Diabetes can be slow or rapidly developing, even in children. I do not think there is any other cause than diabetes at this point.
Would suggest the parents look into low carb eating for the child to avoid the highs, along with plenty of protein and healthy fats to keep blood sugars stable.
Please have them look up Bernstein Diabetes University, and children, on Utube. This resource will teach them a lot and may guide them in how to approach this and what to look out for.
I would be finding me a second opinion. If his sugars are running over 200. He has juvenile diabetes.
Yes! There are several reasons blood sugar can drop even if you don't have diabetes. Tumors of the pancreas or adrenal glands can cause this. Exocrine pancreatic insufficiency (lack of digestive enzymes) can cause this. Certain nondiabetic specific medications(eg certain antibiotics) can cause this. Malnutrition can cause this. Picky eaters can suffer from this. These are just some of the reasons you can have low blood sugar.
My youngest son has the same problem your grandson does. I am Type 1 (age 14 diagnosis). My oldest son was diagnosed with Type 1 at age 9. When my oldest son was diagnosed, my youngest son then 5 years old took it upon himself to also pee on the Ketosticks. We were shocked to see large ketones. However, his sugars were normal, so we didn't worry too much. As time passed, we would do periodic ketone and sugar checks. Sometimes he had ketones and slightly elevated sugars and sometimes not. His A1C was always normal. He developed hypothyroidism when he was 9 years old. When he was around 13 years old he began having issues with low blood sugar. It seemed he would randomly have severe low blood sugar. We started to checked his sugars 2 hours after meals, but they were always good. Please keep in mind that even nondiabetics can have sugars over 200 if they eat food (especially sweets) then test their blood sugar 30 minutes after they eat. Also, kids have different target ranges than adults. So then we did the glucose tolerance test. The results were inconclusive. His blood sugar ran a bit higher than what was considered normal for the first half of the test, but by the end of the test his sugars were back in normal range. His pediatrician was ready to diagnose him, but I wasn't convinced. Neither was my endocrinologist who was following his case as well.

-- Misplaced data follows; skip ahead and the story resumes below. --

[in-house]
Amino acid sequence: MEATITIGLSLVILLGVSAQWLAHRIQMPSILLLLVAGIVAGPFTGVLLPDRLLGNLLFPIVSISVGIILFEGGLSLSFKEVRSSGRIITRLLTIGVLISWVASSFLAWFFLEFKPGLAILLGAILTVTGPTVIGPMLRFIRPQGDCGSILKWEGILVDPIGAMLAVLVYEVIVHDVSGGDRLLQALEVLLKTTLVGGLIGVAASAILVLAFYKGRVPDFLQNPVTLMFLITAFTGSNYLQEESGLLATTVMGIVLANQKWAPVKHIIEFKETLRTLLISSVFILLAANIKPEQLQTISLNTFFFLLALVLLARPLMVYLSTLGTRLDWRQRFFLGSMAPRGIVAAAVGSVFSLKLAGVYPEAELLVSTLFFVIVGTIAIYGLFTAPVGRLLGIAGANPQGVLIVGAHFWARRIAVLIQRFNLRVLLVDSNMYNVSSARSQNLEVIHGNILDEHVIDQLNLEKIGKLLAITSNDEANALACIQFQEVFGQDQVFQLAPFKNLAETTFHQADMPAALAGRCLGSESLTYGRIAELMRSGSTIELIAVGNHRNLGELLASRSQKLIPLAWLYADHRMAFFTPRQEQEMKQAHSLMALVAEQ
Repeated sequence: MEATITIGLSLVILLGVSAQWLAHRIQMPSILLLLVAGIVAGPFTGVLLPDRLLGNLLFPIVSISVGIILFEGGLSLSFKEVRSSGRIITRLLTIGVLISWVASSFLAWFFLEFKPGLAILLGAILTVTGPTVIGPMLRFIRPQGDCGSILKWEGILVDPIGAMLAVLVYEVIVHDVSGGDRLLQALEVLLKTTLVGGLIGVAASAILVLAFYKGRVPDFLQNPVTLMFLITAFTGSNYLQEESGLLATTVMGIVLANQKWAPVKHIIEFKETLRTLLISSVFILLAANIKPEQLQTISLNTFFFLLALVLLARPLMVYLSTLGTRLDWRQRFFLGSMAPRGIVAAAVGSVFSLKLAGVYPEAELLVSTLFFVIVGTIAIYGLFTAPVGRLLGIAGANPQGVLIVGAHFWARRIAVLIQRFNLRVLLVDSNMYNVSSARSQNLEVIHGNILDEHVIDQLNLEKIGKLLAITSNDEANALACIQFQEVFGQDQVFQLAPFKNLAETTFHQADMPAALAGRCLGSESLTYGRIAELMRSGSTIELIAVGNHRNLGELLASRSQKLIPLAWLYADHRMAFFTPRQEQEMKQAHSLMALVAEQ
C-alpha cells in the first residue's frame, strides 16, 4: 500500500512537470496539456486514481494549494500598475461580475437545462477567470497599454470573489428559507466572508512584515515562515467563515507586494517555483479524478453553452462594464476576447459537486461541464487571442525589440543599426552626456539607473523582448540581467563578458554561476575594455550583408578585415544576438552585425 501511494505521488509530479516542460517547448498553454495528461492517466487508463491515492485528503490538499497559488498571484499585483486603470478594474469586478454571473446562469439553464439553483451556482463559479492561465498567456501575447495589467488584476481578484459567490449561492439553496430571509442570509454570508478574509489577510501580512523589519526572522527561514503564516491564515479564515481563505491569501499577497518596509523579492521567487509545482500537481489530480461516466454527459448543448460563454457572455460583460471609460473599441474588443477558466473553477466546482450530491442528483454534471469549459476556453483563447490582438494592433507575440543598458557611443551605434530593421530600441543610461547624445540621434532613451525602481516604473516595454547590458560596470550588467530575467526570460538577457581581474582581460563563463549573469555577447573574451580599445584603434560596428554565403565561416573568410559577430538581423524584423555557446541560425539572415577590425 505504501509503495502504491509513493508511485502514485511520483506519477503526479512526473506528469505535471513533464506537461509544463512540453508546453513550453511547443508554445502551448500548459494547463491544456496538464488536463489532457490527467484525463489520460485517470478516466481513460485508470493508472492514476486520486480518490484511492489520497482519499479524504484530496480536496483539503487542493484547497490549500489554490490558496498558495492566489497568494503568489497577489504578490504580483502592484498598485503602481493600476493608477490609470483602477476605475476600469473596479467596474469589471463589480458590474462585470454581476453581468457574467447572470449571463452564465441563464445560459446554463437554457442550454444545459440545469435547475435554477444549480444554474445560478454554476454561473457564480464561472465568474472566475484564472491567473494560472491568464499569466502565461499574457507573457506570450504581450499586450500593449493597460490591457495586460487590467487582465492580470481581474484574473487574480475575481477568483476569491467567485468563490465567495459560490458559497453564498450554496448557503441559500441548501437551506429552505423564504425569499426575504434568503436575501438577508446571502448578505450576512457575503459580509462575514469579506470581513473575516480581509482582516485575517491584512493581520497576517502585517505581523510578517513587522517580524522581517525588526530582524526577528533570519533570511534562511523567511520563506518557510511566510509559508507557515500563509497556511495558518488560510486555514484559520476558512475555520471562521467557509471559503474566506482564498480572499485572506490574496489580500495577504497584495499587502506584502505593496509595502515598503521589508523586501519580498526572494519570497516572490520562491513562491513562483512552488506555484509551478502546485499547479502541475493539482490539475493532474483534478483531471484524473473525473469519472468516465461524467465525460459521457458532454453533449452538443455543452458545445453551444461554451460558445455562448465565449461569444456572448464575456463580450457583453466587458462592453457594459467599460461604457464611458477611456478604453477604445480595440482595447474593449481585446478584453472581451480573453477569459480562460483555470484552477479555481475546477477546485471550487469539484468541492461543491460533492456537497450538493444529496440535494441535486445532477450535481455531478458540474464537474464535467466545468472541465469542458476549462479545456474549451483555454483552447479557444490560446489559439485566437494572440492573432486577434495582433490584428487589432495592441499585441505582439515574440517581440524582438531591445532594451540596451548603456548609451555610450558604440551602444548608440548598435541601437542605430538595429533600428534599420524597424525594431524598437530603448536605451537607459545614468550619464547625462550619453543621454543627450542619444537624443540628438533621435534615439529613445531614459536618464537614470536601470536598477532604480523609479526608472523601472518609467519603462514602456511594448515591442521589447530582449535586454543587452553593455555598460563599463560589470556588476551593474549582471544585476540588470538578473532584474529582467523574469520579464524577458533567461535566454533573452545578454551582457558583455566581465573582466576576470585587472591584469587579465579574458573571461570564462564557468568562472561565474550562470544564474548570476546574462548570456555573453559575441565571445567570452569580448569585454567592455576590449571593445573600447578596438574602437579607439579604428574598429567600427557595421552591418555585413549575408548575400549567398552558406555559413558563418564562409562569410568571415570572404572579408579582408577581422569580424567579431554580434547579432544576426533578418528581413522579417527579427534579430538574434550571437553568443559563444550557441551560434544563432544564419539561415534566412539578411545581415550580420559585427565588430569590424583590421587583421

We decided to look at other possible causes, and after lots of blood tests and imaging to look for tumors and such, we decided to just change how he ate. He was at the top of the growth chart in height but at the bottom of the growth chart for weight. We switched him to eating several times a day instead of what he was doing - almost no breakfast, light lunch, a few snacks after school and dinner when I forced him to come downstairs. As long as he ate something about every 3-4 hours he avoided the severe lows. Mom and Dad breathed a sigh of relief. He is 20 years old now and still fights low blood sugar when he goes too long without eating. What he doesn't have is a diabetic diagnosis.
My advice would be to not stress too much over this especially if your grandson is a picky eater. See what the pediatrician thinks about letting your grandson be a grazer, and consult a pediatric nutritionist. Be proactive about preventing low blood sugar. Instead of concentrating all his calories at meal time, spread the calories out over the whole day. Always have a baggie of his favorite snack at hand for him to munch away on and a juice box to chase those scary lows away! I hope all goes well with his future testing. Best of luck to your family.